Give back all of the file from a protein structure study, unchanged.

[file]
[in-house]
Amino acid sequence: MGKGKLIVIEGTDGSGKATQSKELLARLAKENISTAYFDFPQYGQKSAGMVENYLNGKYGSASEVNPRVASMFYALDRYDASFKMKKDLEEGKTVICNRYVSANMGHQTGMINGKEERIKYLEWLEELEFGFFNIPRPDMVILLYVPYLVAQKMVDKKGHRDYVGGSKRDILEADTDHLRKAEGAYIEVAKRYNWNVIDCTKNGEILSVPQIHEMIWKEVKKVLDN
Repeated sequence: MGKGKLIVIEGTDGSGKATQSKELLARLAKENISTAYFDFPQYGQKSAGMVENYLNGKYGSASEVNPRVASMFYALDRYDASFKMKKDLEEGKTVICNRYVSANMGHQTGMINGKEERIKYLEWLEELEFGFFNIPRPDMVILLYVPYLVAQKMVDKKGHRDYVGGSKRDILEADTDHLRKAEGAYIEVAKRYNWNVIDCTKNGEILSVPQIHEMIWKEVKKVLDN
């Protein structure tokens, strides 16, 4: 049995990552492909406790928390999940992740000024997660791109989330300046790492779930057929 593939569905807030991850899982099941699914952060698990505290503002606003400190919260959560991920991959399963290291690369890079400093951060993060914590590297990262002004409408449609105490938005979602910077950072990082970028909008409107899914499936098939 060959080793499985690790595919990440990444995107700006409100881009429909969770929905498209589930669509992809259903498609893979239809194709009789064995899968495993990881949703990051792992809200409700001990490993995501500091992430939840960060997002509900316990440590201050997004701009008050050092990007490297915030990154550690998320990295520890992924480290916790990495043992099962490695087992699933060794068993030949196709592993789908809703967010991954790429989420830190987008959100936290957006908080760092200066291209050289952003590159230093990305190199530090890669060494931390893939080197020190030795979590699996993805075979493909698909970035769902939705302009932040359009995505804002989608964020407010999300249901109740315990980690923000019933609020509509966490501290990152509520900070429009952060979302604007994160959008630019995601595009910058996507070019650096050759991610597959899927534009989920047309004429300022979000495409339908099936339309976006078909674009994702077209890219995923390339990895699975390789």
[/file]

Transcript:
[in-house]
Amino acid sequence: MGKGKLIVIEGTDGSGKATQSKELLARLAKENISTAYFDFPQYGQKSAGMVENYLNGKYGSASEVNPRVASMFYALDRYDASFKMKKDLEEGKTVICNRYVSANMGHQTGMINGKEERIKYLEWLEELEFGFFNIPRPDMVILLYVPYLVAQKMVDKKGHRDYVGGSKRDILEADTDHLRKAEGAYIEVAKRYNWNVIDCTKNGEILSVPQIHEMIWKEVKKVLDN
Repeated sequence: MGKGKLIVIEGTDGSGKATQSKELLARLAKENISTAYFDFPQYGQKSAGMVENYLNGKYGSASEVNPRVASMFYALDRYDASFKMKKDLEEGKTVICNRYVSANMGHQTGMINGKEERIKYLEWLEELEFGFFNIPRPDMVILLYVPYLVAQKMVDKKGHRDYVGGSKRDILEADTDHLRKAEGAYIEVAKRYNWNVIDCTKNGEILSVPQIHEMIWKEVKKVLDN
């Protein structure tokens, strides 16, 4: 049995990552492909406790928390999940992740000024997660791109989330300046790492779930057929 593939569905807030991850899982099941699914952060698990505290503002606003400190919260959560991920991959399963290291690369890079400093951060993060914590590297990262002004409408449609105490938005979602910077950072990082970028909008409107899914499936098939 060959080793499985690790595919990440990444995107700006409100881009429909969770929905498209589930669509992809259903498609893979239809194709009789064995899968495993990881949703990051792992809200409700001990490993995501500091992430939840960060997002509900316990440590201050997004701009008050050092990007490297915030990154550690998320990295520890992924480290916790990495043992099962490695087992699933060794068993030949196709592993789908809703967010991954790429989420830190987008959100936290957006908080760092200066291209050289952003590159230093990305190199530090890669060494931390893939080197020190030795979590699996993805075979493909698909970035769902939705302009932040359009995505804002989608964020407010999300249901109740315990980690923000019933609020509509966490501290990152509520900070429009952060979302604007994160959008630019995601595009910058996507070019650096050759991610597959899927534009989920047309004429300022979000495409339908099936339309976006078909674009994702077209890219995923390339990895699975390789």